The Paris-based company plans to work with a group of investment bank advisors on its next moves, according to a Reuters report on the subject. Any sale or restructure of the company would likely need a  federal court’s approval, as the company faces potentially billions of dollars in liabilities linked to the estimated 14,000 talcum powder asbestos cancer lawsuits it faces with Johnson & Johnson.

2019 has been an especially difficult year for Imerys Talc USA. In February, Imerys filed for Chapter 11 bankruptcy in a Delaware federal court, a few months after juries across the country handed down over $5 billion in total damages to plaintiffs who named Imerys Talc USA and Johnson & Johnson as defendants in asbestos cancer lawsuits. In May 2019, Imerys Talc USA temporarily closed a processing plant in New York state after detecting the presence of asbestos fibers in certain minerals processed at the facility.

Pharmaceutical and cosmetics giant Johnson & Johnson recently recalled 33,000 bottles of one of its talc-based products after regulators discovered trace amounts of asbestos fibers in samples taken from a bottle of Baby Powder purchased online. This is the first time Johnson & Johnson has issued such a recall for its iconic Baby Powder product and coincides with the first time the Food and Drug Administration (FDA) has announced finding asbestos in the company’s talcum powder products.

The recall applied to one lot of Johnson & Johnson’s Baby Powder produced and shipped in the United States back in 2018. On a recent call with reports, Johnson & Johnson’s head of Women’s Health in the company’s medical safety organization, called the asbestos finding “extremely unusual,” adding that it was “inconsistent with our testing to date.”

In its call with reporters, Johnson & Johnson stated that it received a report from the FDA on October 17 alerting the company about the asbestos contamination in the lot of Baby Powder tested and the company would begin an investigation into its manufacturing records. The company faces an estimated 14,000 lawsuits across the country in state and federal court over allegations Baby Powder and Shower to Shower products caused plaintiffs’ serious medical conditions.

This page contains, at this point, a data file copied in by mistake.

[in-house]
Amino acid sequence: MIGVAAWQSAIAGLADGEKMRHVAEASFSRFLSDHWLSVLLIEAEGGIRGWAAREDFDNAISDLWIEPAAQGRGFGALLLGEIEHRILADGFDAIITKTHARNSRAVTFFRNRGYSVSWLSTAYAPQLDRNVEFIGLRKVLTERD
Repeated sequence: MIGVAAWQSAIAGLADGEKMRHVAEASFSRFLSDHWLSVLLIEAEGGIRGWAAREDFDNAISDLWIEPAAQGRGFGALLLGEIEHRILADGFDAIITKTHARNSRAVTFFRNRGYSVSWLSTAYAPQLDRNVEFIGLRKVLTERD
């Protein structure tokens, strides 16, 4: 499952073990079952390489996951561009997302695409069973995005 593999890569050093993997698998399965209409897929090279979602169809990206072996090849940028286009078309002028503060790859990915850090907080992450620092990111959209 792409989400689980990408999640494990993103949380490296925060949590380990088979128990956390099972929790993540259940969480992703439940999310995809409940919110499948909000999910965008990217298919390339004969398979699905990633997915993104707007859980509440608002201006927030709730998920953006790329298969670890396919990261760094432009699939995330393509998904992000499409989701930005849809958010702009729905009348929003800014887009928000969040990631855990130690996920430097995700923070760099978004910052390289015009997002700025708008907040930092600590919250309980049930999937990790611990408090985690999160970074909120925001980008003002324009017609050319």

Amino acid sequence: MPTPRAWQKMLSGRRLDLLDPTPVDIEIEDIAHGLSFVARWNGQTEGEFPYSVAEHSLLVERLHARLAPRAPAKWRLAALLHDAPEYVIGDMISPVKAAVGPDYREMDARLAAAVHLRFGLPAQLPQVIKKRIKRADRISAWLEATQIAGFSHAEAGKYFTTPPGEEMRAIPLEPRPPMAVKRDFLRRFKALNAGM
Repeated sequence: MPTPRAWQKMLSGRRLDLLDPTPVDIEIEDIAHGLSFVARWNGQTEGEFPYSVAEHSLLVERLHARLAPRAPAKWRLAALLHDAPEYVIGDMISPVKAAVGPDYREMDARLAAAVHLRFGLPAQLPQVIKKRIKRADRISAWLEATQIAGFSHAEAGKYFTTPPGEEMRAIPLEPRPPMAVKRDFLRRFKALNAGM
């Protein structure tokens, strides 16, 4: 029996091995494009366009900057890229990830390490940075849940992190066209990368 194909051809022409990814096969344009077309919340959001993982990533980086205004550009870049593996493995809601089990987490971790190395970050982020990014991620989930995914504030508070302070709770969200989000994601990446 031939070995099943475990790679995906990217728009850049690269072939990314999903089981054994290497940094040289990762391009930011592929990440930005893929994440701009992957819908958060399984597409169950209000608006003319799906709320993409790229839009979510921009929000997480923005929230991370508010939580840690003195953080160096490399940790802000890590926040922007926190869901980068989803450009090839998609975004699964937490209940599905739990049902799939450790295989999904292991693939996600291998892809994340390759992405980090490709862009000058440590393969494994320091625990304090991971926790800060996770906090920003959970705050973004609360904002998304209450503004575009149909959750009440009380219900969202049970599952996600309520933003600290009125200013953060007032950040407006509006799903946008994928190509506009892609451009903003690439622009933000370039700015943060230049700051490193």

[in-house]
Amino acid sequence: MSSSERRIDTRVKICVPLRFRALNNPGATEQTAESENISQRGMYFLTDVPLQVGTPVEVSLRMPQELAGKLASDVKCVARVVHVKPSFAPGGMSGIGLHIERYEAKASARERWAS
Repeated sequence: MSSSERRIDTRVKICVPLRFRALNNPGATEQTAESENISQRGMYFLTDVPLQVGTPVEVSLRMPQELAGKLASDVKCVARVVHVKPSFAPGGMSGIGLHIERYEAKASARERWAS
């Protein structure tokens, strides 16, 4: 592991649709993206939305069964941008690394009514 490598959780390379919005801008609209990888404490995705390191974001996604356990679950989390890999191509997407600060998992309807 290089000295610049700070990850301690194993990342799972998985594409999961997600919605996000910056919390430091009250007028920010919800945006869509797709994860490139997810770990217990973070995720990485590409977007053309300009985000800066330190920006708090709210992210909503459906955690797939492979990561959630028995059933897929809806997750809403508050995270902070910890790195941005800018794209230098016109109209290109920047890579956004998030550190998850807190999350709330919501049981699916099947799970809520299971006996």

A California state jury recently heard opening arguments in a new talcum powder asbestos cancer trial brought by a 48-year old woman who claims she developed her serious form of cancer after years of using talc-based products produced and marketed by the defendant. The mesothelioma cancer lawsuit claims pharmaceutical and cosmetics giant Johnson & Johnson knew its talcum powder products were contaminated with asbestos fibers but provided no warning to consumers about the dangers associated with using its products.

Attorneys for the plaintiff told jurors that for decades, the plaintiff was exposed to asbestos fibers in Johnson & Johnson’s Baby Powder and Shower to Shower and that was the cause of her developing mesothelioma cancer. Johnson & Johnson, on the other hand, maintained that despite the overwhelming evidence showing the company knew its products have tested positive for asbestos, those products are safe for consumers and not to blame for the plaintiff’s condition.

The trial comes just weeks after a Los Angeles jury handed down a substantial $40.3 million verdict to a plaintiff and her husband alleging the victim’s mesothelioma cancer was also caused by exposure to asbestos fibers in Johnson & Johnson’s Baby Powder. That latest lawsuit is just one of many that together have produced over $5 billion in total compensation to dozens of plaintiffs across the country who claim their cancer diagnoses were due to asbestos exposure from decades of using Johnson & Johnson’s talc-based products.